SOS's mom to sue for emotional distress

June 17, 2011
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Who knew there could be so much drama surrounding the Indiana secretary of state? Secretary Charlie White is fighting charges of voter fraud, both before the Indiana Recount Commission and in criminal court in Hamilton County. That there were possible issues with his voter registration before he was elected brought more attention that usual to the secretary of state election.

But now, things are just getting strange.

First, White accuses one of special prosecutor in his case of voting in the wrong place – the same thing White is accused of doing. He filed a complaint against that prosecutor last week. Now, White’s mom wants to sue Hamilton County because she suffered emotional distress during her son’s grand jury proceedings this year.

Excuse me, what? I’m not an attorney, which I’m sure is abundantly clear, but does she even have a leg to stand on? White’s mother’s suit claims one of the special prosecutors conduct was so outrageous and disturbing during the questioning of the mother that she has had nightmares and panic attacks that she now has to take medication for.

This voter fraud case is turning into a circus. What else can the White family accuse someone else of or who else is going to file a lawsuit?

All this hooplah, for lack of a better word, cannot be helping the credibility of that office. How is White able to perform as secretary of state when he’s got to balance lawsuits against him and those he’s filed? This is the man who is supposed to oversee state elections yet he’s got voter fraud charges hanging over him. I guess we’ll find out at the end of the month whether he did anything wrong and if he will be able to remain in office after the recount commission makes its decision. Then there’s the trial scheduled for August on the criminal charges he faces, including voter fraud.

What a strange year it’s been for Indiana’s secretary of state office.

  • 5th amendment
    did not know right to take 5th amendment had been taken from White - everyone else has it and can use it repeatedly
    wonder if he knows it

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  1. I think the cops are doing a great job locking up criminals. The Murder rates in the inner cities are skyrocketing and you think that too any people are being incarcerated. Maybe we need to lock up more of them. We have the ACLU, BLM, NAACP, Civil right Division of the DOJ, the innocent Project etc. We have court system with an appeal process that can go on for years, with attorneys supplied by the government. I'm confused as to how that translates into the idea that the defendants are not being represented properly. Maybe the attorneys need to do more Pro-Bono work

  2. We do not have 10% of our population (which would mean about 32 million) incarcerated. It's closer to 2%.

  3. If a class action suit or other manner of retribution is possible, count me in. I have email and voicemail from the man. He colluded with opposing counsel, I am certain. My case was damaged so severely it nearly lost me everything and I am still paying dearly.

  4. There's probably a lot of blame that can be cast around for Indiana Tech's abysmal bar passage rate this last February. The folks who decided that Indiana, a state with roughly 16,000 to 18,000 attorneys, needs a fifth law school need to question the motives that drove their support of this project. Others, who have been "strong supporters" of the law school, should likewise ask themselves why they believe this institution should be supported. Is it because it fills some real need in the state? Or is it, instead, nothing more than a resume builder for those who teach there part-time? And others who make excuses for the students' poor performance, especially those who offer nothing more than conspiracy theories to back up their claims--who are they helping? What evidence do they have to support their posturing? Ultimately, though, like most everything in life, whether one succeeds or fails is entirely within one's own hands. At least one student from Indiana Tech proved this when he/she took and passed the February bar. A second Indiana Tech student proved this when they took the bar in another state and passed. As for the remaining 9 who took the bar and didn't pass (apparently, one of the students successfully appealed his/her original score), it's now up to them (and nobody else) to ensure that they pass on their second attempt. These folks should feel no shame; many currently successful practicing attorneys failed the bar exam on their first try. These same attorneys picked themselves up, dusted themselves off, and got back to the rigorous study needed to ensure they would pass on their second go 'round. This is what the Indiana Tech students who didn't pass the first time need to do. Of course, none of this answers such questions as whether Indiana Tech should be accredited by the ABA, whether the school should keep its doors open, or, most importantly, whether it should have even opened its doors in the first place. Those who promoted the idea of a fifth law school in Indiana need to do a lot of soul-searching regarding their decisions. These same people should never be allowed, again, to have a say about the future of legal education in this state or anywhere else. Indiana already has four law schools. That's probably one more than it really needs. But it's more than enough.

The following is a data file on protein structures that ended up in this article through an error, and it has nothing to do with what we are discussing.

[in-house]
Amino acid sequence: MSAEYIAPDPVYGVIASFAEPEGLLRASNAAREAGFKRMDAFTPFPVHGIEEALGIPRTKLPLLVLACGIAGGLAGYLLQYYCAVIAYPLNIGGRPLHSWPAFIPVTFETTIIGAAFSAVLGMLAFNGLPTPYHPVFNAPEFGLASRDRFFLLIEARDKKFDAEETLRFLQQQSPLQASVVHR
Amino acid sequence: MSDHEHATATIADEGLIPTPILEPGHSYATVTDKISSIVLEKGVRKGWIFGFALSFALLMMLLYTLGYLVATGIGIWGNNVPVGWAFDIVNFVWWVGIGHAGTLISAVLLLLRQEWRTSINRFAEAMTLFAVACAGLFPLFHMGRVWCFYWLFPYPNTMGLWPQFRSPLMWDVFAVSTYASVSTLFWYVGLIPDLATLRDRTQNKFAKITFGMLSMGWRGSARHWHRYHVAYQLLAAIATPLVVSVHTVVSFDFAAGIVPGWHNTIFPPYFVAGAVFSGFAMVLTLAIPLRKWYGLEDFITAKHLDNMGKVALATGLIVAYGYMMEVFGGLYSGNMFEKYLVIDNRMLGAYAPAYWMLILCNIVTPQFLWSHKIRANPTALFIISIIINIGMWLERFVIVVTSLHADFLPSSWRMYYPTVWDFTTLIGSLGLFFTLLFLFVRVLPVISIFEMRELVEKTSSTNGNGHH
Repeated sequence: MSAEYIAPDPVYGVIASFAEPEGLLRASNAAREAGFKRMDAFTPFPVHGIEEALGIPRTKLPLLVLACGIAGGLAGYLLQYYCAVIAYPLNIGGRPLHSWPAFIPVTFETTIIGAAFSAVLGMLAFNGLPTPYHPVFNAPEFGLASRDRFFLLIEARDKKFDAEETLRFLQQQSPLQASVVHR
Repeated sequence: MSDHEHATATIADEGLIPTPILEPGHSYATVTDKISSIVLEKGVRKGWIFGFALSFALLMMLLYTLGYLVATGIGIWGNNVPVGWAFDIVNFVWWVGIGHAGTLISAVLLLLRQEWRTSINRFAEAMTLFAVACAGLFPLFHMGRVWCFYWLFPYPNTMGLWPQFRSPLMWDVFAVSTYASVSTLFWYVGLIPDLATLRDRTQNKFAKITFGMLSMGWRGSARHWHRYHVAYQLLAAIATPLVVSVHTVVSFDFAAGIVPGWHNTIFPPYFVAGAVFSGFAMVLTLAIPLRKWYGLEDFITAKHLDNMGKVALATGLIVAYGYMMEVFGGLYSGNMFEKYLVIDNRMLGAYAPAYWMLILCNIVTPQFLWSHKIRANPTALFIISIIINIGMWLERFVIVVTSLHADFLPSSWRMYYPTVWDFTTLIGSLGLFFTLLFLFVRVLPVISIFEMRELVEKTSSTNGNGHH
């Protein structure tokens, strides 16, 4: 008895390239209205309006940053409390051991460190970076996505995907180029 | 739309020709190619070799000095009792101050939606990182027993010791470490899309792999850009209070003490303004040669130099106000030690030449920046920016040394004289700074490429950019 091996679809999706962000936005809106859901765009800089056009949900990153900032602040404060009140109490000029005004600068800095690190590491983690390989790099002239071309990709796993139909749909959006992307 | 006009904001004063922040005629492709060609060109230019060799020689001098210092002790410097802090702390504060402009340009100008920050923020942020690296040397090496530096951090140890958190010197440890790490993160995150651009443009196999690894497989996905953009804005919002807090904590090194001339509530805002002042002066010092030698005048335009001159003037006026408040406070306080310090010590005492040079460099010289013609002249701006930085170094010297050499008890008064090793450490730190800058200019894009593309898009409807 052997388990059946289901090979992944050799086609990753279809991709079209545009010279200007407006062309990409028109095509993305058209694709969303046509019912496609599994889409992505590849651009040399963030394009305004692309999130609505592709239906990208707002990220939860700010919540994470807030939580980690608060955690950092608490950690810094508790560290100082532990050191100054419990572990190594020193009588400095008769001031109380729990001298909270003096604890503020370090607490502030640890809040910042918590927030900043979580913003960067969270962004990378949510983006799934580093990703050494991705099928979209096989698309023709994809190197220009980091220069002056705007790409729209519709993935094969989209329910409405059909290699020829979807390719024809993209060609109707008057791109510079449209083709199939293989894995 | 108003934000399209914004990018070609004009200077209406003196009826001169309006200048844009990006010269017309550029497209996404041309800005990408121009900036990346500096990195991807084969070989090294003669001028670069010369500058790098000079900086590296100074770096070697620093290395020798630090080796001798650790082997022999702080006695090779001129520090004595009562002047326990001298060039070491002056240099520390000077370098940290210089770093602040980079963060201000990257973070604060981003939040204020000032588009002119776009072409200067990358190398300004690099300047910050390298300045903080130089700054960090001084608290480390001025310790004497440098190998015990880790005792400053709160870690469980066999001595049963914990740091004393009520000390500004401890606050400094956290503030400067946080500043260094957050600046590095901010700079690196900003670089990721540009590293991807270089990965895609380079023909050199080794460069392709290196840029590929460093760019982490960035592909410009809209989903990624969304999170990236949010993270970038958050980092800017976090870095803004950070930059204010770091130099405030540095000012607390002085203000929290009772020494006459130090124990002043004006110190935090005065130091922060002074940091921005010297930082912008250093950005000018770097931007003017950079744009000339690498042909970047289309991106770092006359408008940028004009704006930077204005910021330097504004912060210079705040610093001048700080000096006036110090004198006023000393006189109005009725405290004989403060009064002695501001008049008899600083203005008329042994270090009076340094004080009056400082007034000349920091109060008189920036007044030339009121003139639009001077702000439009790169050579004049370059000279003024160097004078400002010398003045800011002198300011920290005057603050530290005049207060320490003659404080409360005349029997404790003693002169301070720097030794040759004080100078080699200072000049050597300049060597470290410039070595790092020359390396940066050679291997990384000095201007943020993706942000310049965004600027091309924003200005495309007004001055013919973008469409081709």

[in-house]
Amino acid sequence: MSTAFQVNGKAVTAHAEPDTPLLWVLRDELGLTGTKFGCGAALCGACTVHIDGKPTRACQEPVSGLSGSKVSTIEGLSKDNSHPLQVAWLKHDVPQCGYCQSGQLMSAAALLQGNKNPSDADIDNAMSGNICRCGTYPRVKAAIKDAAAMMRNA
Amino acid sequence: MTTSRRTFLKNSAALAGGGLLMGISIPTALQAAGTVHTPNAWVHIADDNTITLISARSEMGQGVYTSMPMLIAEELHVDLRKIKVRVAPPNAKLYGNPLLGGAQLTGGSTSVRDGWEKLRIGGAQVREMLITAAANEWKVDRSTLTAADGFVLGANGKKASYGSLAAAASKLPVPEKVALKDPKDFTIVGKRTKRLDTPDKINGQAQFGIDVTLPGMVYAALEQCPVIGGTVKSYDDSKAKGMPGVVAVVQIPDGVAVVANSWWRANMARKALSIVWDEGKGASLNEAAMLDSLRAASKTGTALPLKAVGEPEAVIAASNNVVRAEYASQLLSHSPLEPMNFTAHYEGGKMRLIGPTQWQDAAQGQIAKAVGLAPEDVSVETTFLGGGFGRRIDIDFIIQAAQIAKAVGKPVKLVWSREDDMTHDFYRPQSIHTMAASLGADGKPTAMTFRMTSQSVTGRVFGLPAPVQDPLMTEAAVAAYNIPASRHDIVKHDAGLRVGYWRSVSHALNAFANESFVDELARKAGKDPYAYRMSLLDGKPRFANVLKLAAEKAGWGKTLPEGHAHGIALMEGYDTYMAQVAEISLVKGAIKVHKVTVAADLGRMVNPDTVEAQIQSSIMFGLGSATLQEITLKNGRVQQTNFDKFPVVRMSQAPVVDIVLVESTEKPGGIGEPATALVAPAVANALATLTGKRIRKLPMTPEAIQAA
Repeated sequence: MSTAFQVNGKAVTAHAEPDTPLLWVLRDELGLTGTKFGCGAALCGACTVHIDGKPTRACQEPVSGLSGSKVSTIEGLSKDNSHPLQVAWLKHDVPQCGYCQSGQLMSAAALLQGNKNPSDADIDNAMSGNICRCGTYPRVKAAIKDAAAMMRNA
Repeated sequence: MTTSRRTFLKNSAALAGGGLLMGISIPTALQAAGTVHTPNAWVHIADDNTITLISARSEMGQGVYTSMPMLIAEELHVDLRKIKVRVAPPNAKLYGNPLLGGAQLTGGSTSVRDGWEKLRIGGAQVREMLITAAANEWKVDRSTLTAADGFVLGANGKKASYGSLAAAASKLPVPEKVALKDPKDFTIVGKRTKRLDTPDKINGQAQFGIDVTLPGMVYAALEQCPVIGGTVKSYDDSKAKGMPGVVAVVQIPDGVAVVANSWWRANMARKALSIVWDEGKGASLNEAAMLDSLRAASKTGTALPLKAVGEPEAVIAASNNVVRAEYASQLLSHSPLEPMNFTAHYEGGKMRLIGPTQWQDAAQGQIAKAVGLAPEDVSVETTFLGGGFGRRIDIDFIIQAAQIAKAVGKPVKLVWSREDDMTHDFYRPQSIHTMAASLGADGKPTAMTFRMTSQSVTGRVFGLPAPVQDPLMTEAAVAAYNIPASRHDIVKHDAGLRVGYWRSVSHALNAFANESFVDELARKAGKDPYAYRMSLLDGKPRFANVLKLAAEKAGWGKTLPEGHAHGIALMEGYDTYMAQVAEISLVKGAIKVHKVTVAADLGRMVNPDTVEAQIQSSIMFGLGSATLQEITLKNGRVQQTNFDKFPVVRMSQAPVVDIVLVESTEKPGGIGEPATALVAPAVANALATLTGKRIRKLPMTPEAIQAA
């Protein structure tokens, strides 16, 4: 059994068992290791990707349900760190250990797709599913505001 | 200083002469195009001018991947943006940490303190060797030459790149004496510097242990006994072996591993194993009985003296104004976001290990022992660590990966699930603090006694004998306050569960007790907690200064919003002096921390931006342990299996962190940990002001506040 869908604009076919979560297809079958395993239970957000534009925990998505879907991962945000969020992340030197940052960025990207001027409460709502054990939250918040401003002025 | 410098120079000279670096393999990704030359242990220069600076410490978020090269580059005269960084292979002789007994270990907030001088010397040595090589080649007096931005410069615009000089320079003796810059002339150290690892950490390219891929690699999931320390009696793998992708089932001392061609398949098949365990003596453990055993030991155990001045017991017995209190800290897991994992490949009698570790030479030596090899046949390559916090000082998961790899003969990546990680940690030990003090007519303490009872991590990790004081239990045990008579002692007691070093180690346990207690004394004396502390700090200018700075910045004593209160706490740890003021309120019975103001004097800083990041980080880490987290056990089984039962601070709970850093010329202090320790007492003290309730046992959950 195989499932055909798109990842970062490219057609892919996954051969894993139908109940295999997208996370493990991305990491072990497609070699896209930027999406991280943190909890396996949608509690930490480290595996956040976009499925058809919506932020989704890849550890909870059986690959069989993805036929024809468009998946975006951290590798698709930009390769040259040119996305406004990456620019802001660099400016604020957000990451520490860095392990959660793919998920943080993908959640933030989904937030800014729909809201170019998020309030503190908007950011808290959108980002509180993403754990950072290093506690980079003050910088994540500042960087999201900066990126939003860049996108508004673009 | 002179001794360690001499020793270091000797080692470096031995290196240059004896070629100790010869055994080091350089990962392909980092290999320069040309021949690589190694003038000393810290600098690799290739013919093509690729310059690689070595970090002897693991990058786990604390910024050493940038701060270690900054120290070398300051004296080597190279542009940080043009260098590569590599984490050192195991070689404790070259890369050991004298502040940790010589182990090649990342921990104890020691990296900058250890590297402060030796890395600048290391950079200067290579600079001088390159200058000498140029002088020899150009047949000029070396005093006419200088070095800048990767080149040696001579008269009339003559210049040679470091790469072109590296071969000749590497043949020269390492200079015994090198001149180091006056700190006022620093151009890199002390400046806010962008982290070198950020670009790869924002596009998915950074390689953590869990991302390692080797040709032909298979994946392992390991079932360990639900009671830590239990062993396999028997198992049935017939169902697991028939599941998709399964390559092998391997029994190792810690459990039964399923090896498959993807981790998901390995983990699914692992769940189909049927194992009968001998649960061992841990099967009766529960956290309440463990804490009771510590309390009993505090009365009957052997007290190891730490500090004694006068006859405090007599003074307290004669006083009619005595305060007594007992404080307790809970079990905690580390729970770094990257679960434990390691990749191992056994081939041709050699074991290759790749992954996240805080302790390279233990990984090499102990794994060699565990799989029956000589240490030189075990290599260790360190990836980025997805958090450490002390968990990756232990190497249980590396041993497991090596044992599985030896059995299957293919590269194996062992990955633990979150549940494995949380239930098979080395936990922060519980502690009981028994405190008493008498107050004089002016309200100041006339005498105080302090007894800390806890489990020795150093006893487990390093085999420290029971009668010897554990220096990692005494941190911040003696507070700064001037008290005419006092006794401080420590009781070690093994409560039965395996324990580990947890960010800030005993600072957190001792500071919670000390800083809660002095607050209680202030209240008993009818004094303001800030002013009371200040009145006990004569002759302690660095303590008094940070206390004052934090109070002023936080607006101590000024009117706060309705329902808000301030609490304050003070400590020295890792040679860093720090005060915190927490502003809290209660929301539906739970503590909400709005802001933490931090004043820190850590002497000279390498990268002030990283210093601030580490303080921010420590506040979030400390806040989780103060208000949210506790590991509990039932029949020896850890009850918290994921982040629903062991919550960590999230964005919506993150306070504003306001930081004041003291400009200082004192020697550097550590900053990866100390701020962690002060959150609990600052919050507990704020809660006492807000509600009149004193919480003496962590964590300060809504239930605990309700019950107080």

5. This man Steve Hubbard goes on any online post or forum he can find and tries to push his company. He said court reporters would be obsolete a few years ago, yet here we are. How does he have time to search out every single post about court reporters and even spy in private court reporting forums if his company is so successful???? Dude, get a life. And back to what this post was about, I agree that some national firms cause a huge problem.